As there are a total of 338 predictor variables, I plotted the charts in batches of 10 and built the first model with seven possibly good determinants I'd identified and added on new variables as I go down the list of variables.

I tried boosting and bagging thereafter but the improvement wasn't superior. Perhaps more tuning is required as these ensemble models should typically work better than a basic model. Nonetheless, in the interest of time, this exercise shows the efficacy of a simple model and highlights how useful logistic regression model is.

Now let's interpret the model results. Of the 338 predictor variables, I ended up with 9 variables ('MT1A','MT2','GN1','DG6','DL0','DL1','MT6','MT10','FB26_1') and one interaction term (MT2*MT10). The interaction term was added to see if AUC score improves (it did by a little). MT2 and MT10 were chosen to interact with each other because it is quite likely that they are related (see what the variables mean below).

Note that the value of the variable was added to the name of the variable and treated as a category in the model.

While it seems that the coefficient of the interaction term is not statistically significant, we can also decide whether to keep the interaction term by looking at whether the AIC is lower than the model without it.

The model gave an official AUC score of 0.93998, which shows that the performance of model was actually excellent. (The score for a perfect classifier is 1. Anything above 0.9 is regarded as excellent.) If you would like to find out what does AUC stand for, click here.

So, the variables used in the model were good at predicting the gender of the survey respondent. The variables were mainly centered around income (eg. whether they are the head/ breadwinner of household/ working) and phone ownership. This reflects the patriarchal nature of the society and hence perhaps empowering women can begin by enabling them to have a phone to themselves. Another implication on the survey would be that it is sufficient to collect responses on these 9 questions instead of the 1000+ questions if one wants to find out whether the person is a female.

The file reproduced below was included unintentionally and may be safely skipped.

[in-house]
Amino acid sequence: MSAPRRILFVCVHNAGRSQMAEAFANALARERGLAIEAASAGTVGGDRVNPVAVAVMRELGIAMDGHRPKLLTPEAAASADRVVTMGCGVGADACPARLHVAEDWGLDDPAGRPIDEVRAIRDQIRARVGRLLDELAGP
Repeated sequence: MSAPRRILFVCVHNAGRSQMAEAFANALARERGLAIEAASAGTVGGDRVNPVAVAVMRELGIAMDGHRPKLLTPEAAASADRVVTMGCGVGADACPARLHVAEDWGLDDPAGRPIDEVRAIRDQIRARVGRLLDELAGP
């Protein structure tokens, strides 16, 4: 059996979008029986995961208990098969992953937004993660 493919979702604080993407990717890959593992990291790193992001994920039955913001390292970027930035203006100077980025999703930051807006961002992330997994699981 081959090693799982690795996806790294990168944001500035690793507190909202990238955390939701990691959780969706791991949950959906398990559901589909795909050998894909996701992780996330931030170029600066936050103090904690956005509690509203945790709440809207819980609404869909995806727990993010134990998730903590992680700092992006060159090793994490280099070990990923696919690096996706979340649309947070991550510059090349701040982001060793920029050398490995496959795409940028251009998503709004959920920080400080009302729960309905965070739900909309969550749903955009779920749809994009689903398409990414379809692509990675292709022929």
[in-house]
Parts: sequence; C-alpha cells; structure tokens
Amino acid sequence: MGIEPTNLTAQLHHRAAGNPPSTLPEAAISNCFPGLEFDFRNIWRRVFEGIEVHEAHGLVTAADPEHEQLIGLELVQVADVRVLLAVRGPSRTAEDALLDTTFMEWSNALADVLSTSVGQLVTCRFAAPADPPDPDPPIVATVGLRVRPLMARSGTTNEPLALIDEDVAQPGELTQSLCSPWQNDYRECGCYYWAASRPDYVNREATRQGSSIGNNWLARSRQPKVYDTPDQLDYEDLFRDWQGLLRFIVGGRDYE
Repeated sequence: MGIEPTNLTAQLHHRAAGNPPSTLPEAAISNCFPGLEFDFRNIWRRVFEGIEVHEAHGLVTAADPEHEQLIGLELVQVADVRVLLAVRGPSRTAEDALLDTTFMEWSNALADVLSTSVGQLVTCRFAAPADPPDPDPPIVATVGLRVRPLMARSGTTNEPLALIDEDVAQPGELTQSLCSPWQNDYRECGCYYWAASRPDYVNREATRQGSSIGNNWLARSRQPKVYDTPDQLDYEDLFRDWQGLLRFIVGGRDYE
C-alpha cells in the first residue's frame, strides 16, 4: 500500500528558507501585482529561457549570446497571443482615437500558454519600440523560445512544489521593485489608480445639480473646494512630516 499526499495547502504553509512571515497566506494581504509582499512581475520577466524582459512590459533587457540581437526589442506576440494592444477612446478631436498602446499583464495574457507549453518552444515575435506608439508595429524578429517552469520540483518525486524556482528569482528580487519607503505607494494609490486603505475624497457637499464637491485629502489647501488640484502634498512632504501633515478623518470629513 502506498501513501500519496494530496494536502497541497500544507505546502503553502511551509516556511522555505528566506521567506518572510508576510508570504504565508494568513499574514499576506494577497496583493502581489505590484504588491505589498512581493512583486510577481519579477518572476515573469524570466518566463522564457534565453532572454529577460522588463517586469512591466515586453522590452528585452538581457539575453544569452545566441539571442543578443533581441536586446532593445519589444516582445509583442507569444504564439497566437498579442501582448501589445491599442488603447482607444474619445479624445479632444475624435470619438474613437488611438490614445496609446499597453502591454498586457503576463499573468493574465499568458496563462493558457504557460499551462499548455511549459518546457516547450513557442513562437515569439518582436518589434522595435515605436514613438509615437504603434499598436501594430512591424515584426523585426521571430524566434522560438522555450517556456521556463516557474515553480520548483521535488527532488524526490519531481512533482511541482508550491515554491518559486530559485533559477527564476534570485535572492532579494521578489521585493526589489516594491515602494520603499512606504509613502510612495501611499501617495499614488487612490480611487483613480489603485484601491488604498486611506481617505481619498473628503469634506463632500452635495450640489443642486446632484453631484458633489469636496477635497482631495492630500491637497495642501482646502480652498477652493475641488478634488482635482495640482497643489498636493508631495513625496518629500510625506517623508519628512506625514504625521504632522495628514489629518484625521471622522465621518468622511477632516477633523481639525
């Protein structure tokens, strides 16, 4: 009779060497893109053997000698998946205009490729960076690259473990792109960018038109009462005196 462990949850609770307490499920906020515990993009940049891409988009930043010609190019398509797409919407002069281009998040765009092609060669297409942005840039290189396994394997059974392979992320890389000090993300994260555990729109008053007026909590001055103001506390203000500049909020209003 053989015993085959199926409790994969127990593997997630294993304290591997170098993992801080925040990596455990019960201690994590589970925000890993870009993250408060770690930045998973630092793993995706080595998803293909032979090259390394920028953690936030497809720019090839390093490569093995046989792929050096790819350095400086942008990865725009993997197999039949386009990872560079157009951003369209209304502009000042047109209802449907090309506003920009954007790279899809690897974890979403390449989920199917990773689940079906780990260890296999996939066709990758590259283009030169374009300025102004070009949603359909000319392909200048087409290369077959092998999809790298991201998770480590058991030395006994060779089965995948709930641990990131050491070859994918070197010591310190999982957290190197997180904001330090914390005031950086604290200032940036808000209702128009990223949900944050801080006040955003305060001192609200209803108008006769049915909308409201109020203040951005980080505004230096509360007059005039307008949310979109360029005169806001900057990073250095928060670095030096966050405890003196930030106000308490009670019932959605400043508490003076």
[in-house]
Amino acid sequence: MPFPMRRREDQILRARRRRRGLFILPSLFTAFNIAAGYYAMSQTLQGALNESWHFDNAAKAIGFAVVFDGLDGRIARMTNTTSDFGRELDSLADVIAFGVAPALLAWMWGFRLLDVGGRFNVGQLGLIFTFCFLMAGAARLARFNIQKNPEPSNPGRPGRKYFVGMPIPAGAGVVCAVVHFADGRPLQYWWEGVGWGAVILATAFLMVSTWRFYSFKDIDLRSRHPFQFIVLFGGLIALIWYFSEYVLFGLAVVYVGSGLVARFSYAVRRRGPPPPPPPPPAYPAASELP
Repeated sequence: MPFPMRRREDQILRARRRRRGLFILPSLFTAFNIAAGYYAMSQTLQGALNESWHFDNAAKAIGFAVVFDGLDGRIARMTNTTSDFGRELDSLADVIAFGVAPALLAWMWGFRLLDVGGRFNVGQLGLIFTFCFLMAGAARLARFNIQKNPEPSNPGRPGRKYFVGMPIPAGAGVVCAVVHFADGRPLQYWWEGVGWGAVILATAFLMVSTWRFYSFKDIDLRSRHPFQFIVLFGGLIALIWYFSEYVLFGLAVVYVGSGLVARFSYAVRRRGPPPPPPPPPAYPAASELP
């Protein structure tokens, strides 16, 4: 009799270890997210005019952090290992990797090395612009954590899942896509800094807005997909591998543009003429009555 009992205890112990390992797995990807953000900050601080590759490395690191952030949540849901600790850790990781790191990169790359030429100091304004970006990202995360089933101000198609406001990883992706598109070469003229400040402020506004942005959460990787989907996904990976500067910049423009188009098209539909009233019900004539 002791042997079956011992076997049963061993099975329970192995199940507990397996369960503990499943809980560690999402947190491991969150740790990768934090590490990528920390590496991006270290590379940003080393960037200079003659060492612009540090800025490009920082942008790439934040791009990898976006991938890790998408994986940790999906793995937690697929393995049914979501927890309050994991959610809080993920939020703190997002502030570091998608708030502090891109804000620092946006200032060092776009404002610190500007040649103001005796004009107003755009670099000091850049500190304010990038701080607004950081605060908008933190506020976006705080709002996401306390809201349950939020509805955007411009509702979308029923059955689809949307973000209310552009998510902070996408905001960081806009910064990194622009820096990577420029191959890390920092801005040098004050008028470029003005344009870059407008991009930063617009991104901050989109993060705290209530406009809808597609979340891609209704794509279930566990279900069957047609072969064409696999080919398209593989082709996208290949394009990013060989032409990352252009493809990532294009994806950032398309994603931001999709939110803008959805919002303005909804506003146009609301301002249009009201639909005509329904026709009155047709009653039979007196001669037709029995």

In terms of technical interpretation, choosing FB26_1 as an example, with a coefficient of 0.53814 (see FB26_12 in the output table above), it means that the odds of indicating "No" for this question for a female is exp(0.53814)-1= 71% higher than the odds for a male. And what does odds mean? Odds, in this case, would be the ratio of those who answered "No" to question FB26_1 to those who answered "Yes". Using DG6 as another example, which has three values upon re-coding, namely, "1", "2", and "3" (values greater than 3 were recorded as 3). Those who indicated "2" for question DG6 were more likely to be female than those who answered "1". The odds of indicating "2" for this question for a female is exp(2.38045)-1 = 981% higher than the odds for a male, while the odds of indicating values other than "1" and "2" for this question for a female is exp(0.28430)-1 = 33% higher than the odds for a male.

The notebook containing the code can be found here.